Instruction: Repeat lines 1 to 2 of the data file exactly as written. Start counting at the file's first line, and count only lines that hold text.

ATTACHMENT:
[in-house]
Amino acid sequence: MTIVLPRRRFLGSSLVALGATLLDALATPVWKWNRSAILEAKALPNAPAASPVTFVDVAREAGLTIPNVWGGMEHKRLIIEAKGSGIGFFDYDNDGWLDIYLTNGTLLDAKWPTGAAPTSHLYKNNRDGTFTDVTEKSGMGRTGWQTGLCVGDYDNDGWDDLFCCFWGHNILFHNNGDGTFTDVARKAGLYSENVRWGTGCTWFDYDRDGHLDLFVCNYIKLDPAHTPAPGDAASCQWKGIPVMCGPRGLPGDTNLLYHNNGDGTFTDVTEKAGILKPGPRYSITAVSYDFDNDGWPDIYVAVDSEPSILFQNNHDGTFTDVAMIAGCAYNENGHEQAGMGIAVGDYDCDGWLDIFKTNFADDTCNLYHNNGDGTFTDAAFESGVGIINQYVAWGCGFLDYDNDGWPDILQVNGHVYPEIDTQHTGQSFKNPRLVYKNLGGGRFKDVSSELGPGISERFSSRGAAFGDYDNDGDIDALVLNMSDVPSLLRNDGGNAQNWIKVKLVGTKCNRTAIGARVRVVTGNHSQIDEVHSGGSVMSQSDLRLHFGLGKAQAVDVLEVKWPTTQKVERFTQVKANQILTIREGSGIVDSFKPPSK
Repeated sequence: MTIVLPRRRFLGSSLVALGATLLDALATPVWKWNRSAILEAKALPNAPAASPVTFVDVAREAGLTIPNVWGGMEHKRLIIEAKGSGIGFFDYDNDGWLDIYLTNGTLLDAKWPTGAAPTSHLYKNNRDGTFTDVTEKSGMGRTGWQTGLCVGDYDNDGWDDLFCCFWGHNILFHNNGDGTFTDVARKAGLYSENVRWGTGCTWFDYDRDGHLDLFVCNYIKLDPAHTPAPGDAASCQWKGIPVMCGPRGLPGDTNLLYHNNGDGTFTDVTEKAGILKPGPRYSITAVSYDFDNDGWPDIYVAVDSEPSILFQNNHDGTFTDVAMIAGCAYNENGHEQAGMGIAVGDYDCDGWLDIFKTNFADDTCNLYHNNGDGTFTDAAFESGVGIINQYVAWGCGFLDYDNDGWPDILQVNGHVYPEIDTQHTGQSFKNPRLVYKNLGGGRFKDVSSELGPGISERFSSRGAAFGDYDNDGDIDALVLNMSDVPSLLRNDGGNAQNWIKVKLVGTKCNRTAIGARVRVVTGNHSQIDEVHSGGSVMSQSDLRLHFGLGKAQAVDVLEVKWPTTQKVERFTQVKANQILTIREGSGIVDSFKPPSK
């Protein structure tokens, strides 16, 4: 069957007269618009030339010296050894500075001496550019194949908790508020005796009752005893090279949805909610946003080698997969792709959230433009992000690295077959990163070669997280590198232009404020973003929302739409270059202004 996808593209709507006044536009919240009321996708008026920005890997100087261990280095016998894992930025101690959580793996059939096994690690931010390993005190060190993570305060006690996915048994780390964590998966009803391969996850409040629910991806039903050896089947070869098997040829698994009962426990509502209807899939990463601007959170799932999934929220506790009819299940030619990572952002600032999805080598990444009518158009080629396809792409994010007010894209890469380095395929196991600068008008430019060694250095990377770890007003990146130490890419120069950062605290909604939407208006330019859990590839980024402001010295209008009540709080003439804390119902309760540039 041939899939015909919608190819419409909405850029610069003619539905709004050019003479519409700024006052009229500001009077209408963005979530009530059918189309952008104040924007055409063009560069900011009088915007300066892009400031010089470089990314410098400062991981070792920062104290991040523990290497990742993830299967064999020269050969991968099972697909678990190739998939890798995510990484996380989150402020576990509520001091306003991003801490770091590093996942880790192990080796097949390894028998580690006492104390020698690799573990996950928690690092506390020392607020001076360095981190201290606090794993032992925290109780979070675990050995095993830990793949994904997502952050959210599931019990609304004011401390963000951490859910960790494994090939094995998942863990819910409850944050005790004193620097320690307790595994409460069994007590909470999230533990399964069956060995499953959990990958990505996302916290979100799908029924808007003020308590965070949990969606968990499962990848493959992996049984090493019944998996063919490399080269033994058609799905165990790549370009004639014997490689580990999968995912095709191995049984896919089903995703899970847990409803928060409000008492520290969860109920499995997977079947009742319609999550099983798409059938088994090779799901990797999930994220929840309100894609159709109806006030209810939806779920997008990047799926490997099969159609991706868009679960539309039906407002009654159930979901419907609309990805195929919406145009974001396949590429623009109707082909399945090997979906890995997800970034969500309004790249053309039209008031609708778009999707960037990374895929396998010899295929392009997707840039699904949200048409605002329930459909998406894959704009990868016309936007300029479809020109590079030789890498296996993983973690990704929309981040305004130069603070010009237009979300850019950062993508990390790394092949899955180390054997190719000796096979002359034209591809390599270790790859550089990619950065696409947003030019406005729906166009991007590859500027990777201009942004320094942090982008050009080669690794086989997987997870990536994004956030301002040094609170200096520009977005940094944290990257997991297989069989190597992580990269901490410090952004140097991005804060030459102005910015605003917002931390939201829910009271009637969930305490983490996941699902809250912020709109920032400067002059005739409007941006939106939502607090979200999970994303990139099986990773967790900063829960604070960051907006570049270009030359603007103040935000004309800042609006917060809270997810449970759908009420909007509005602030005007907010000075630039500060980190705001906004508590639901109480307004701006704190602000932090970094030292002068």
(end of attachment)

[in-house]
Amino acid sequence: MTIVLPRRRFLGSSLVALGATLLDALATPVWKWNRSAILEAKALPNAPAASPVTFVDVAREAGLTIPNVWGGMEHKRLIIEAKGSGIGFFDYDNDGWLDIYLTNGTLLDAKWPTGAAPTSHLYKNNRDGTFTDVTEKSGMGRTGWQTGLCVGDYDNDGWDDLFCCFWGHNILFHNNGDGTFTDVARKAGLYSENVRWGTGCTWFDYDRDGHLDLFVCNYIKLDPAHTPAPGDAASCQWKGIPVMCGPRGLPGDTNLLYHNNGDGTFTDVTEKAGILKPGPRYSITAVSYDFDNDGWPDIYVAVDSEPSILFQNNHDGTFTDVAMIAGCAYNENGHEQAGMGIAVGDYDCDGWLDIFKTNFADDTCNLYHNNGDGTFTDAAFESGVGIINQYVAWGCGFLDYDNDGWPDILQVNGHVYPEIDTQHTGQSFKNPRLVYKNLGGGRFKDVSSELGPGISERFSSRGAAFGDYDNDGDIDALVLNMSDVPSLLRNDGGNAQNWIKVKLVGTKCNRTAIGARVRVVTGNHSQIDEVHSGGSVMSQSDLRLHFGLGKAQAVDVLEVKWPTTQKVERFTQVKANQILTIREGSGIVDSFKPPSK